Birmingham City Council’s Brighter Futures strategy led to unprecedented investment in evidence-based early intervention and prevention. Louise Morpeth and Michael Little explain more
PUPILS IN BIRMINGHAM WILL PROBABLY be a little happier, smarter, and less badly behaved as a result of the Brighter Futures strategy introduced by the City Council in2007. It focuses on prevention and early intervention strategies, with the aim of improving outcomes for the city’s children and young people. Currently, several programmes are being piloted and, if they prove successful, decisions will be made on whether they will be rolled out across Birmingham.
|What we know|
|● When investment is planned, it makes sense to invest in tested and effective programmes and practices.
● Evidence-based programmes are part of the solution to many social problems, and can therefore be worth the investment.
● Programmes must be implemented with fidelity if they are to be effective.
The Brighter Futures strategy is unusual in two ways: first, for the collaborative way it was written; and, second, for its approach to evidence. The most senior staff in children’s services gave up five days to work co-operatively to draft the strategy, and they were heavily influenced by evidence about “what works”.
Birmingham had great data on children. A reliable picture of the wellbeing of all children aged 0 to 16 had been assembled through a questionnaire administered to large, representative samples of children from across the city. The wellbeing data shaped the strategy, including the outcomes the city would achieve, the activities that would secure these outcomes, and the necessary investments.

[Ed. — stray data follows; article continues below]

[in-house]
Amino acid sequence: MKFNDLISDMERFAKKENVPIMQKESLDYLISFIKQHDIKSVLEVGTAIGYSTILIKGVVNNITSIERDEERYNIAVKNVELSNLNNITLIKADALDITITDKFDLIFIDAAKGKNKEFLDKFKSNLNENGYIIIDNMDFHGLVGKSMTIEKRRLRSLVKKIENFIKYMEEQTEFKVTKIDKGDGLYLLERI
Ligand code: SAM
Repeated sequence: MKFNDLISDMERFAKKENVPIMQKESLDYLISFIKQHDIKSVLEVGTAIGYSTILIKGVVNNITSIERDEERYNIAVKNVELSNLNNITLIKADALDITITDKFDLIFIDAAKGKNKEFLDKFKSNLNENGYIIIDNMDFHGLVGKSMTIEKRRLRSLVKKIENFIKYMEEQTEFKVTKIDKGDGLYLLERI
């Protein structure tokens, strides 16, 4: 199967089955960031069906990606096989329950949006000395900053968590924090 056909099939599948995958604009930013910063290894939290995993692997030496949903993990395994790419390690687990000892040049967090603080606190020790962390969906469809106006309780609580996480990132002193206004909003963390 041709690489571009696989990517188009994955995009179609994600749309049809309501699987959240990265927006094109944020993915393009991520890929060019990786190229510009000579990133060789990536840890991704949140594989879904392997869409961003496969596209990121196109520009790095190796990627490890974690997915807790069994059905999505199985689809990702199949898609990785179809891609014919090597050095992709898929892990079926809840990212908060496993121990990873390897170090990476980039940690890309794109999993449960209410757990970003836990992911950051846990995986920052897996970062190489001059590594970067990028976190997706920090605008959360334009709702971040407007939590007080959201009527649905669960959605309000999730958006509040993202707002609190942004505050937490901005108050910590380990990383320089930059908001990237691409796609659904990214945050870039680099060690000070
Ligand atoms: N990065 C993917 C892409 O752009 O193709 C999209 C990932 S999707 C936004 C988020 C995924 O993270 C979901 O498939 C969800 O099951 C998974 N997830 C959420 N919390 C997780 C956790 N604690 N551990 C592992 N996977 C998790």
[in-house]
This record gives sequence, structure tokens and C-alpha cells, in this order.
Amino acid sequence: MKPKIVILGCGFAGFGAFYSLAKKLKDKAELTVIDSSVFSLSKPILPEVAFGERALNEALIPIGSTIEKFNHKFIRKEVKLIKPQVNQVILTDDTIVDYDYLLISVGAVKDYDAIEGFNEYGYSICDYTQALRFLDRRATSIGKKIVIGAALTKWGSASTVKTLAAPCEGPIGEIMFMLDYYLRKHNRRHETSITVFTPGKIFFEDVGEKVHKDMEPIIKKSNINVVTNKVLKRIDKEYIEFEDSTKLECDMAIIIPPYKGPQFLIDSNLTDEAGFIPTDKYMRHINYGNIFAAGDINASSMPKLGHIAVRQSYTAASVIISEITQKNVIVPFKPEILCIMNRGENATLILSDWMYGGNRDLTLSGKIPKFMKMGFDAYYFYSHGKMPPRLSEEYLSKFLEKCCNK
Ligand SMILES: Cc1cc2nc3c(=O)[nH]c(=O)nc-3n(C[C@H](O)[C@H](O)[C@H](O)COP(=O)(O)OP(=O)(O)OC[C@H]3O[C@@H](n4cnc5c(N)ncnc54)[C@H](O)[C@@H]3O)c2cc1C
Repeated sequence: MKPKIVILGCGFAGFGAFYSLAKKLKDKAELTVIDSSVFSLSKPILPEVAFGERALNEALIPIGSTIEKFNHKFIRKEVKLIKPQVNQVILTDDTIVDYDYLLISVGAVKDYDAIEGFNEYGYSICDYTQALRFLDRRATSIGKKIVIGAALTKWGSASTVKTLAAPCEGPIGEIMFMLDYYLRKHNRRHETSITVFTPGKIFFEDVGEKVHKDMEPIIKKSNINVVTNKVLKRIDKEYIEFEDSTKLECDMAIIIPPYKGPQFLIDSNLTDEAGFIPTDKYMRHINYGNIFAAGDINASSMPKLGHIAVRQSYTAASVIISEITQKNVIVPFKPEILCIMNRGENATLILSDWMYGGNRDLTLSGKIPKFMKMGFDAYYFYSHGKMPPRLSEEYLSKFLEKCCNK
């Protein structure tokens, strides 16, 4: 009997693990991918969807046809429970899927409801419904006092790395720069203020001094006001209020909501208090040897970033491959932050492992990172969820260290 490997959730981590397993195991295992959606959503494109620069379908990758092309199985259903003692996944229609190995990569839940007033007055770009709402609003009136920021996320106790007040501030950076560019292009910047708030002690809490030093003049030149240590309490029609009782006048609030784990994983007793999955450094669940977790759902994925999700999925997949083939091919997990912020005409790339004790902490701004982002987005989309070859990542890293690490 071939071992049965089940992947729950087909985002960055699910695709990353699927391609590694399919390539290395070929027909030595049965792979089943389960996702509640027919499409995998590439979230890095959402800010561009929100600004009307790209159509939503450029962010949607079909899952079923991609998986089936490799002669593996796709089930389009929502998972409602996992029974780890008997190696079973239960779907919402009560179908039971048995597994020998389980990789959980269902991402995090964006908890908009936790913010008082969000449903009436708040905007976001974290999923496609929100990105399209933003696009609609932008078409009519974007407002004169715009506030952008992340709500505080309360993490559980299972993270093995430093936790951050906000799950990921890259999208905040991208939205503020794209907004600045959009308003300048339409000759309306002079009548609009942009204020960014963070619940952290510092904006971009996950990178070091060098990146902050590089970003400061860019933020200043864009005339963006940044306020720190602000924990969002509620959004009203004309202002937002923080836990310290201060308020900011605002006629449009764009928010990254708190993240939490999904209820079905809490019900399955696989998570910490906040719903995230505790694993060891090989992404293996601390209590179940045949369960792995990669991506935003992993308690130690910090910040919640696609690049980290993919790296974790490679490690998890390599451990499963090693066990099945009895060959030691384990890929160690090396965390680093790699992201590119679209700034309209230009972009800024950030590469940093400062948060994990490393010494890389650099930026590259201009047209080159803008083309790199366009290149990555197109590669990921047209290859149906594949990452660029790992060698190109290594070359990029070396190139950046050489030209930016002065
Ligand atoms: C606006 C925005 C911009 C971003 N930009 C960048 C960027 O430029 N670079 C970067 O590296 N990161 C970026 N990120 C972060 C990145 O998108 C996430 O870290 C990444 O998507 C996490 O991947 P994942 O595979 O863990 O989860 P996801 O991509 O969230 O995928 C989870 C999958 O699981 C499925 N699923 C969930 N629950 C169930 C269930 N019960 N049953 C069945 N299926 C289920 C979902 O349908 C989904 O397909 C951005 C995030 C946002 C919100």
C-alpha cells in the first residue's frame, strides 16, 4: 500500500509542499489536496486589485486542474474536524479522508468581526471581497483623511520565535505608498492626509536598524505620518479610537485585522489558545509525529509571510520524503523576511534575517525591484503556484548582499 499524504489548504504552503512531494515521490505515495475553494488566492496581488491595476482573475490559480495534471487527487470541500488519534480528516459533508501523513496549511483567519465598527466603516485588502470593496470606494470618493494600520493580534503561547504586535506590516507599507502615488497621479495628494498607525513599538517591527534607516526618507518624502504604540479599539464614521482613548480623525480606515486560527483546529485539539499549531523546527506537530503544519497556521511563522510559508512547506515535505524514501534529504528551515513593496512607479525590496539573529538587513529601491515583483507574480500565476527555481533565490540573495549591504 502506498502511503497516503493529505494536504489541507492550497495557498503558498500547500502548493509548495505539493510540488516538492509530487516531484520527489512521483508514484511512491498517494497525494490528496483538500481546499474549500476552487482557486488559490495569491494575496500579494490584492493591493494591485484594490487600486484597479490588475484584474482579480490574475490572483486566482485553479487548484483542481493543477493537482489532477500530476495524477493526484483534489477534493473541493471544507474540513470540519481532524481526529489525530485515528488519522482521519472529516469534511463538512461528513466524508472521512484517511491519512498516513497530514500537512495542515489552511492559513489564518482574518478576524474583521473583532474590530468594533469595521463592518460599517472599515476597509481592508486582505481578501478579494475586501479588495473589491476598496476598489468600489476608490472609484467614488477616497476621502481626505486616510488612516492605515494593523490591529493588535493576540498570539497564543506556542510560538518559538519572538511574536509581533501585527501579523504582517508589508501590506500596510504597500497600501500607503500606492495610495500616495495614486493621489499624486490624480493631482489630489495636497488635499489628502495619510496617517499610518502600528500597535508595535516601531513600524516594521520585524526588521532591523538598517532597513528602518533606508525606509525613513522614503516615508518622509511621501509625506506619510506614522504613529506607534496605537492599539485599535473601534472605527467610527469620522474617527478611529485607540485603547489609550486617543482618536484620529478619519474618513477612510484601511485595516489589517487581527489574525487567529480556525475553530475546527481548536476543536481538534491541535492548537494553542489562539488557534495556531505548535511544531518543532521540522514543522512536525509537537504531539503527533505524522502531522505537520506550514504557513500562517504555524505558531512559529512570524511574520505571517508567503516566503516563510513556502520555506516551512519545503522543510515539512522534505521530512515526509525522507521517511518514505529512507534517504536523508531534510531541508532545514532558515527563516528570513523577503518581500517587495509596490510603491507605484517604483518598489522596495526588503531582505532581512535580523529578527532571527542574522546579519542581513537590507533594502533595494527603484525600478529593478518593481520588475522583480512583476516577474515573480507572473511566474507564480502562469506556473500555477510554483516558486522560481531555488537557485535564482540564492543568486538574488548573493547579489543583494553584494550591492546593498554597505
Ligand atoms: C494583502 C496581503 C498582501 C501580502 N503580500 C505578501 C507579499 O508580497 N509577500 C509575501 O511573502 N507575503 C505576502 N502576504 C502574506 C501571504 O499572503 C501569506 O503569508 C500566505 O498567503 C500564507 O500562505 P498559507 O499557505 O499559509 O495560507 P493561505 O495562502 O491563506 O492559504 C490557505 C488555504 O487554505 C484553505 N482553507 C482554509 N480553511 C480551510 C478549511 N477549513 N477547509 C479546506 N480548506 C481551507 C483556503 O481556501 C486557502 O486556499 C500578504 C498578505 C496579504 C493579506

Although only tested and effective programmes and practices made it onto the menu of activities, there was concern that the programmes might not work in Birmingham. As a result, every programme on the menu was to be rigorously evaluated in context. Initially, these were the Incredible Years parenting programme, Promoting Alternative Thinking Strategies (PATHS), Triple P parenting programme, and Family Nurse Partnership (FNP). The case for investing in this menu was compelling. Drawing on economic analysis from the Washington State Institute and other reliable sources, the city committed £42 million over five years on the expectation that it would secure £101 million in savings over 15 years.
So, what happened?
The city embraced the strategy, set up an ambitious transformation programme, commissioned three randomised controlled trials, and set about implementation.
After a rocky start, the Incredible Years programme went from strength to strength. Seeking to improve behaviour by fostering positive parenting behaviours, it was targeted at parents of children aged three to six with a probable conduct disorder. Lots of practical help was offered to make the programme accessible, including free taxis, a crèche, and meals.
All the hard work paid off. The evaluation found that the programme had the same positive impact on children’s behaviour in Birmingham as it had in the US and in Wales, where similar evaluations had been conducted.
Unfortunately, this was not the case for Triple P. It was offered to parents of children in primary school who had problematic behaviour and, despite similar concerted efforts to make the programme accessible, it did not make an impact. This result is not a reason to write off Triple P; rather it looks like extra attention needs to be paid to fidelity (the delivery of the programme as it is designed), since this was very variable.
The jury is still out on the other two programmes. The final wave of data from the evaluation of PATHS is currently being analysed. The national impact evaluation of FNP is not due to report until 2013. The process evaluation bodes well, as it has found the programme was delivered with high fidelity.
Data aside, one thing is clear, parents and teachers speak very warmly of these programmes. Mothers talk of how Incredible Years has transformed their relationship with their children. Head teachers’ enthusiasm for PATHS has persuaded many of their peers to take the programme on.